Golden’s Speak No More
This fully immersive, silent improvised drama is mysterious, creative, and a most worthwhile theatrical experience
Reviewed by Shanon Weaver, Fri., Jan. 19, 2018
There are no words.
No, literally … there are no words.
I'm still trying to piece together what I saw at Hideout Studios, and this may be exactly what Golden – Improvised Silent Stories intends for audiences of Speak No More, a wordless, fully immersive story of innocence, lust, love, betrayal, and violence. I'm still not sure exactly what I saw – but I do know I enjoyed the hell out of it.
I'm going to attempt to relay as much about Speak No More as I can while saying as little about it as possible – this seems the only fair way to do it and will be easier than it sounds. There is no program for the piece, and very little information exists about it online. I'm tragically unfamiliar with the Austin improv scene (an embarrassment I'll work to change this year), but I can tell you that Golden is comprised of Tyler Lane, Suzanne Link, Marc Majcher, Brandon Martin, Robert Slack, Jessica von Schramm, and Luke Wallens. Having creeped all their Facebook pages, I can tell you that most of them are performers in the show (possibly all of them … many are masked). As Speak No More is an improvised piece based on Shakespearean tragedies, I can only assume the company crafted the narrative as master improvisers.
This is where my factual knowledge ends. It's all experiential from here.
The audience enters the small lobby of Hideout Studios, greeted by a woman dressed in black, with a black mask covering her face. She silently asks you to pick a card – just one. The lighting is dim and macabre, and some rather ominous music plays in the background (indeed, I wish I knew who to thank for this sound design, as it features prominently in the environment). Before we begin, another woman welcomes us and introduces the cast – not by name, but as a whole. Each cast member will have a secret, and their secret will be whatever is on the card we were given (mine was "Thief"), as we are asked to give the card to a cast member. I gave mine to a cast member who already had one, but they all seemed to already have one by the time I made it up to the front, and I wasn't yet 100% sure of the rules. From there, we were asked to don the surgical masks we were given at the door and warned not to speak from that point on, only to observe.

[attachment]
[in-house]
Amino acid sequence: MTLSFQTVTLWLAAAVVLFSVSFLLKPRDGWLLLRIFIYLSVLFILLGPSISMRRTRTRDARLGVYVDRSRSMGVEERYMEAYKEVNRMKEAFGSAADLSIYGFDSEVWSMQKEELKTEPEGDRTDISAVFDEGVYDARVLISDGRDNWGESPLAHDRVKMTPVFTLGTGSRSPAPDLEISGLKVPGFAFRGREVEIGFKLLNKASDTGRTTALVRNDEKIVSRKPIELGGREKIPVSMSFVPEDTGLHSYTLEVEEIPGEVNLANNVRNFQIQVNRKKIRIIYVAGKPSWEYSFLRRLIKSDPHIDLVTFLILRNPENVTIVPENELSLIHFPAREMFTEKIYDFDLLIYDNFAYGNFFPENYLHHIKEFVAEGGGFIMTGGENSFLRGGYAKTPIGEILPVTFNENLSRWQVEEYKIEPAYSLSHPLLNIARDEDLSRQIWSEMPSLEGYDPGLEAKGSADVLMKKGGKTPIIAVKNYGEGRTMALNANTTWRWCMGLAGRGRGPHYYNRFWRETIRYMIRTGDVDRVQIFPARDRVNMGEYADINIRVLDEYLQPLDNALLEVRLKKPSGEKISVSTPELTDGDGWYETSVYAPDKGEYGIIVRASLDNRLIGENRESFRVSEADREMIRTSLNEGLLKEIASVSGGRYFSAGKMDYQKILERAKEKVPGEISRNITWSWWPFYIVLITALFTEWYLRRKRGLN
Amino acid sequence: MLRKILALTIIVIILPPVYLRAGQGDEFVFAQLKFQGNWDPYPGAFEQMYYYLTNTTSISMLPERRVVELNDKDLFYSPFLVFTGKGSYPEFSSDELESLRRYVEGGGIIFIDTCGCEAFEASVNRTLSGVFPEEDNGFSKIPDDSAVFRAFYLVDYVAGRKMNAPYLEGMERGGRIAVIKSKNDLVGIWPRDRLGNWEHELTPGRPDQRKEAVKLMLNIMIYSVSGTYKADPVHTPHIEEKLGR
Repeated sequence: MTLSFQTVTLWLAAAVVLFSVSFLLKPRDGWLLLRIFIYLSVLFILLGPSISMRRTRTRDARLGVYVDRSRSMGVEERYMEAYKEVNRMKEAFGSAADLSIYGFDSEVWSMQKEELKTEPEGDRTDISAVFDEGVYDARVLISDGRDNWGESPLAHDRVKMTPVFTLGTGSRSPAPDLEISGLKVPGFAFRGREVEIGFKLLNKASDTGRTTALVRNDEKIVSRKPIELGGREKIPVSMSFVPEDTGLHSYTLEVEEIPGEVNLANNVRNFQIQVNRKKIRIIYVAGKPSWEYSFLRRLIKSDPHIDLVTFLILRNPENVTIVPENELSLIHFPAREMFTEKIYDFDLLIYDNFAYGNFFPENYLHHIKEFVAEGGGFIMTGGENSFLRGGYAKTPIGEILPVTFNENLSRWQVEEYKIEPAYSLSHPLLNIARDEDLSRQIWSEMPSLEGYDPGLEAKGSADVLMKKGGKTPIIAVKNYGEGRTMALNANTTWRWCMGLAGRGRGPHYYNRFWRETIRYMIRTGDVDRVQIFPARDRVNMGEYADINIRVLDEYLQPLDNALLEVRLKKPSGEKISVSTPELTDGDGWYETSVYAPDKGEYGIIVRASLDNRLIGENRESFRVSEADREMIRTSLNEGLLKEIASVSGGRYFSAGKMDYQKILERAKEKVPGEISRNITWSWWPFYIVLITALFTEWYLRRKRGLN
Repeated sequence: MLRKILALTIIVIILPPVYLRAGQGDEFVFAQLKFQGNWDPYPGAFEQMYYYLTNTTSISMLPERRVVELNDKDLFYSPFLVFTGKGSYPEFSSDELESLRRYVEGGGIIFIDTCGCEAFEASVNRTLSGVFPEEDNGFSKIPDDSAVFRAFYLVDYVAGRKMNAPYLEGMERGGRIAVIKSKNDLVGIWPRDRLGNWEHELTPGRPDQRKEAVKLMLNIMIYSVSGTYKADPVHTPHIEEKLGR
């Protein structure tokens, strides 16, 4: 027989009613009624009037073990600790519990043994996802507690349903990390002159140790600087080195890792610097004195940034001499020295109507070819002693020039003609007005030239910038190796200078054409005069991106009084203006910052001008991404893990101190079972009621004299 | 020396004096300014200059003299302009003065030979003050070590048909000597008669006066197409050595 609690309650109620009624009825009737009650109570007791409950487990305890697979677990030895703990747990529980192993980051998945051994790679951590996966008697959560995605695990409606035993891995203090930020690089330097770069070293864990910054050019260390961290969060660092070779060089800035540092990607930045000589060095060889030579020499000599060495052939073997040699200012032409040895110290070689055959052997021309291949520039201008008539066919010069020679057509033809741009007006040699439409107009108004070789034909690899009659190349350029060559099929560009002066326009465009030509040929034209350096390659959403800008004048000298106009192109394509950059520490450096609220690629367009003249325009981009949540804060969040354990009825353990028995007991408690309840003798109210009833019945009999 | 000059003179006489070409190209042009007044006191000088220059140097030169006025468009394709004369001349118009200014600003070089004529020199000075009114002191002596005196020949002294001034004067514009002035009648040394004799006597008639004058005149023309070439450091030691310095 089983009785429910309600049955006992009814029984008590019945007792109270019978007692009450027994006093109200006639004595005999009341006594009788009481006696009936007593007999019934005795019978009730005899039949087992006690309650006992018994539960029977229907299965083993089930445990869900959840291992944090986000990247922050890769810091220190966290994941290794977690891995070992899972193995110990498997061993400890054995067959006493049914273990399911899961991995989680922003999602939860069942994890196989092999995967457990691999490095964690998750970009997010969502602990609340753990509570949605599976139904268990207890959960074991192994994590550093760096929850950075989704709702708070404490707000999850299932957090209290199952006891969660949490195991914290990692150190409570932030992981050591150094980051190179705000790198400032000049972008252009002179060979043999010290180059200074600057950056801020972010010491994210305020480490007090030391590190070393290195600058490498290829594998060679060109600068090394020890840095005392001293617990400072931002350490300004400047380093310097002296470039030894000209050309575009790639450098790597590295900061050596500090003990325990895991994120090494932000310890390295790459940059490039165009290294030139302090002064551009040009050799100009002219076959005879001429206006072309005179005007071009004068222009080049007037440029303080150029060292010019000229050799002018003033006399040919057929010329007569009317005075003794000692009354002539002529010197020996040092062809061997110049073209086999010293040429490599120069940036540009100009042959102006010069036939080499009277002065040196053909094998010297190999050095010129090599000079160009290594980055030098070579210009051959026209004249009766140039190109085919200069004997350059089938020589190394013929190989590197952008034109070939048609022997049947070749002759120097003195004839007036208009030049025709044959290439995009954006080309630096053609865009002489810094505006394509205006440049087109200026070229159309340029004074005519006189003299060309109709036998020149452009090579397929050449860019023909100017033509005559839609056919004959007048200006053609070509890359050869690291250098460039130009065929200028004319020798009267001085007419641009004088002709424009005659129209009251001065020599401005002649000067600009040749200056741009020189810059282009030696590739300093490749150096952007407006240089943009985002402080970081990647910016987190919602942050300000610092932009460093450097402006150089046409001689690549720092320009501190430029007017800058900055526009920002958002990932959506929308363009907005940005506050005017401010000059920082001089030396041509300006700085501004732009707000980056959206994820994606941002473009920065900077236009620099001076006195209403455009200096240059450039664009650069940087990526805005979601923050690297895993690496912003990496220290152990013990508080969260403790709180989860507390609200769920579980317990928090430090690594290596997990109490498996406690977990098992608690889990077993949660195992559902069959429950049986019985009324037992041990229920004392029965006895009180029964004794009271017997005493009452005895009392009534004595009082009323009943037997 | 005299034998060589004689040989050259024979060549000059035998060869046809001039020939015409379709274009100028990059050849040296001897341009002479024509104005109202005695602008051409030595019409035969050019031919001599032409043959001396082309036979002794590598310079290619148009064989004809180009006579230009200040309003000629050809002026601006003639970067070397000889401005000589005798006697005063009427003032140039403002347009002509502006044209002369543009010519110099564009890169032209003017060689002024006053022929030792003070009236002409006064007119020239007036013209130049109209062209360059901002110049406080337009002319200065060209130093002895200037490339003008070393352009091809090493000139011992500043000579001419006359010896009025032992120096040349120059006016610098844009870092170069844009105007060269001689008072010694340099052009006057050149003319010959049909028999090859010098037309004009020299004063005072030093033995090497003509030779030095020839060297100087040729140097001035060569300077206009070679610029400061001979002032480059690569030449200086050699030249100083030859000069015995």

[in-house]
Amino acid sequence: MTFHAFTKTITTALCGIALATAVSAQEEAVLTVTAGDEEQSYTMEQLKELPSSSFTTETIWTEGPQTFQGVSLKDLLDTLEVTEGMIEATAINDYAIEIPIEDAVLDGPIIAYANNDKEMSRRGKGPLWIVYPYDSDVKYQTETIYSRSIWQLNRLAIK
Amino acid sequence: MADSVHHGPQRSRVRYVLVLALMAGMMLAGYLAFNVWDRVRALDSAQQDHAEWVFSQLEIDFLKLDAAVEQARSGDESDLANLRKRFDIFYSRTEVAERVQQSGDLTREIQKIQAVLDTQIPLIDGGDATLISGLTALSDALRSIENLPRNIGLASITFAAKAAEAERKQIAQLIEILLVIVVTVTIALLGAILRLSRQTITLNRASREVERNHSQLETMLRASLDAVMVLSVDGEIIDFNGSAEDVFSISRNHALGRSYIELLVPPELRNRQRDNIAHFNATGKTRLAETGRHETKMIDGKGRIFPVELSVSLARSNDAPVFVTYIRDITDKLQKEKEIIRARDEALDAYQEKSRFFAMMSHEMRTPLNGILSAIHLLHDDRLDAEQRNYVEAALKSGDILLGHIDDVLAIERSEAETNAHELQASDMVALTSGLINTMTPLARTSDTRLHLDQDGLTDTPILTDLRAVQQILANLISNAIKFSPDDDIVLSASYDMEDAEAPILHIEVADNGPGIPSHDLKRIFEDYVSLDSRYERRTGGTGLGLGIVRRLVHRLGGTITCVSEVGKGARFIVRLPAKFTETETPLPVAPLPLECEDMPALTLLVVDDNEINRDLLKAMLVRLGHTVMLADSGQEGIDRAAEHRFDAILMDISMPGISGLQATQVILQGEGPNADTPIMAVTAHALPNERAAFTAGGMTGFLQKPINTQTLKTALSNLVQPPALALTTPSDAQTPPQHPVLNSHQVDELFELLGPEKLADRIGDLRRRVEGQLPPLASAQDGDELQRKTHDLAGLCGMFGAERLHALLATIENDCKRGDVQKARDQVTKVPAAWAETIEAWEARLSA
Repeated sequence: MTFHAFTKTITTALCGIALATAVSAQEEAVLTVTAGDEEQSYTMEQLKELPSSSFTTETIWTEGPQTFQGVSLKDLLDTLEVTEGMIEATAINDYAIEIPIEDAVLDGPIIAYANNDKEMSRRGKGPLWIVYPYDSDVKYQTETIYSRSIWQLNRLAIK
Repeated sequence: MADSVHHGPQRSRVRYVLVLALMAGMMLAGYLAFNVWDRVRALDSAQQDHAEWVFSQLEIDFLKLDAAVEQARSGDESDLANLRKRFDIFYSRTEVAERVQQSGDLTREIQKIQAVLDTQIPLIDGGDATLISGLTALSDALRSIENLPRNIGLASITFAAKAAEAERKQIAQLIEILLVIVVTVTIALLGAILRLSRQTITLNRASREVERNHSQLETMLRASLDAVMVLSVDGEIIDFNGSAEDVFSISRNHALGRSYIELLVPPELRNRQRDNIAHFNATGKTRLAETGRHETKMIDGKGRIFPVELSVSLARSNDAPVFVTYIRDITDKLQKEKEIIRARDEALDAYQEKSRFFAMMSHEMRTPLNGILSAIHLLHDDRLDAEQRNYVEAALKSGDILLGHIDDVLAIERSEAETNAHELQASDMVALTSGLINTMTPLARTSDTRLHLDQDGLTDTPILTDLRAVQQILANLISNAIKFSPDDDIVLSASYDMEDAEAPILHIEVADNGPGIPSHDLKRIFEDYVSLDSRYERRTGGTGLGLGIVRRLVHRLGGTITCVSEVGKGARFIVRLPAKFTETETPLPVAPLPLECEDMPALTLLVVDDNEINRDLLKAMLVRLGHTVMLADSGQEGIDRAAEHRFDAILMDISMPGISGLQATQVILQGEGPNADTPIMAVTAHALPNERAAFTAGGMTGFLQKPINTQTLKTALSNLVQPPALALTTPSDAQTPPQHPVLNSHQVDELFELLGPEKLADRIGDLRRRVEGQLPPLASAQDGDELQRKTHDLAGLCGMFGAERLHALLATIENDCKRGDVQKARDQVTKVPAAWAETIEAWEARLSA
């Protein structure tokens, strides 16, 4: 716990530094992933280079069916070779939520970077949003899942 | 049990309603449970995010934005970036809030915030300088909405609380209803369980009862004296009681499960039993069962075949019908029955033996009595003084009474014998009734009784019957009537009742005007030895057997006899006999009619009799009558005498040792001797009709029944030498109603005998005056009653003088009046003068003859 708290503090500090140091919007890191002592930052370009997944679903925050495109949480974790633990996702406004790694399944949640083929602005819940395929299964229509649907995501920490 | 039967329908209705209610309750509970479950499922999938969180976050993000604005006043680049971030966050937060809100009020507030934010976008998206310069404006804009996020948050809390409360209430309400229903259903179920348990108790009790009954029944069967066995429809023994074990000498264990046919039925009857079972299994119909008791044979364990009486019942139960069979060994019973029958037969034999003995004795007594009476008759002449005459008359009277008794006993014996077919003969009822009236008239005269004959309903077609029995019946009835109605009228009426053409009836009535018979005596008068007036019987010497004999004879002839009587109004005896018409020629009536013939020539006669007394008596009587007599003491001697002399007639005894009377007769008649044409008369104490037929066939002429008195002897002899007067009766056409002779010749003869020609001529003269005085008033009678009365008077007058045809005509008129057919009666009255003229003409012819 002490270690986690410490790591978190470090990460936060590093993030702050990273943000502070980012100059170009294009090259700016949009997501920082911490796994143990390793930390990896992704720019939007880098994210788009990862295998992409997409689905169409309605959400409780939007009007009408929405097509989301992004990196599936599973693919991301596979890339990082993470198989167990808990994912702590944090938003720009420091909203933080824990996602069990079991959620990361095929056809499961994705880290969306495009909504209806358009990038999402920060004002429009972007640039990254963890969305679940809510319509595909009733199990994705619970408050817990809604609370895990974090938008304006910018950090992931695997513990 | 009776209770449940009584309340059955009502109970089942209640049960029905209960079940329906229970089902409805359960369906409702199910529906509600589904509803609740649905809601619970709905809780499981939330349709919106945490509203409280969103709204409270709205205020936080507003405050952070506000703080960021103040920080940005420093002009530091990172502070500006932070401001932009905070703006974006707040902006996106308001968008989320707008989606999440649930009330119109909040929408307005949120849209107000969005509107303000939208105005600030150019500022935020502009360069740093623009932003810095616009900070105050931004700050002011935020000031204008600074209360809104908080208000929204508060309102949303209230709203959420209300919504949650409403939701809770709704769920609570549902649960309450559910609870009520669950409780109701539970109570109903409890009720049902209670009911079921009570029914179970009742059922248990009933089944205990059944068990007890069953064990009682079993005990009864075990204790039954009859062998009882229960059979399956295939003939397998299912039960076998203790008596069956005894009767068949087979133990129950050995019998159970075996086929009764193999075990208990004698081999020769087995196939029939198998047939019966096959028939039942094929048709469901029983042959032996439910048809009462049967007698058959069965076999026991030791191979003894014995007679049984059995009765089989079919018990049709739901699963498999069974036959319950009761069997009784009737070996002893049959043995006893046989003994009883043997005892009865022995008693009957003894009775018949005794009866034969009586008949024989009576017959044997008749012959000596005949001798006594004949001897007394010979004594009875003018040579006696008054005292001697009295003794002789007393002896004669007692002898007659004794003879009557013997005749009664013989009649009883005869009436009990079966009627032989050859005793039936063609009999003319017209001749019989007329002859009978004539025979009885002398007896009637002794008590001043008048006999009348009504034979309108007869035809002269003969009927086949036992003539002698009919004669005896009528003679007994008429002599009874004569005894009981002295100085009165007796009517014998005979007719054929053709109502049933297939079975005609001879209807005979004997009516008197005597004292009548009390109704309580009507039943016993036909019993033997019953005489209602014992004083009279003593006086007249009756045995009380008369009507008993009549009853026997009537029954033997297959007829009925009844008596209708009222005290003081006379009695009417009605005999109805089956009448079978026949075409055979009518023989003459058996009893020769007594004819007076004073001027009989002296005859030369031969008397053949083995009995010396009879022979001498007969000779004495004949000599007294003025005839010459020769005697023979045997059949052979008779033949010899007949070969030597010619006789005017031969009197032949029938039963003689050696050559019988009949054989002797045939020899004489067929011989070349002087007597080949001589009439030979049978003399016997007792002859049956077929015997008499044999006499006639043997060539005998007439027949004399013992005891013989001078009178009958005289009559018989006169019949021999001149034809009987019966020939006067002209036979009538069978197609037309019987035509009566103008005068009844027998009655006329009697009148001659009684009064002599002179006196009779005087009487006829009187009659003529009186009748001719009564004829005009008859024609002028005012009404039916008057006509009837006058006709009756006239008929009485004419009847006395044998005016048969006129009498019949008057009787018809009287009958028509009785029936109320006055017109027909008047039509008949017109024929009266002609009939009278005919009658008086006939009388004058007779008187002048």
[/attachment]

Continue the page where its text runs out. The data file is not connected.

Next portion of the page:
Then, the story begins.
There's really no point in trying to explain the story, as each person's interpretation will likely differ, and it may be different from night to night. It is, however, fascinating to watch. The eight actors (along with several black-masked "security" folk scattered about) fully inhabit their stories, characters, and environment, oblivious to the audience's observation. Several stories and scenes play out simultaneously in different rooms of Hideout Studios, all intricate and mysterious. The entire show takes roughly 40 minutes to complete … but then it starts again, offering the audience a chance to wander to different rooms and catch different aspects of the story. The whole thing repeats twice (a total of three performances) before the night is done … though each cycle has slight differences. Someone who died in the first playthrough may not die in the final one, and so on.
Though it may be either a loving homage to, a blatant rip-off of, or simply taking the piss out of Sleep No More, the internationally acclaimed show by Punchdrunk that provides an immersive version of Macbeth through a film noir lens in a hotel, Speak No More is certainly an interesting, creative, and worthwhile theatrical experience that's had me thinking about it far after its conclusion.
Speak No MoreHideout Studios, 2505 E. Sixth Ste. 3-C
Through Jan. 27
Running time: 2 hr.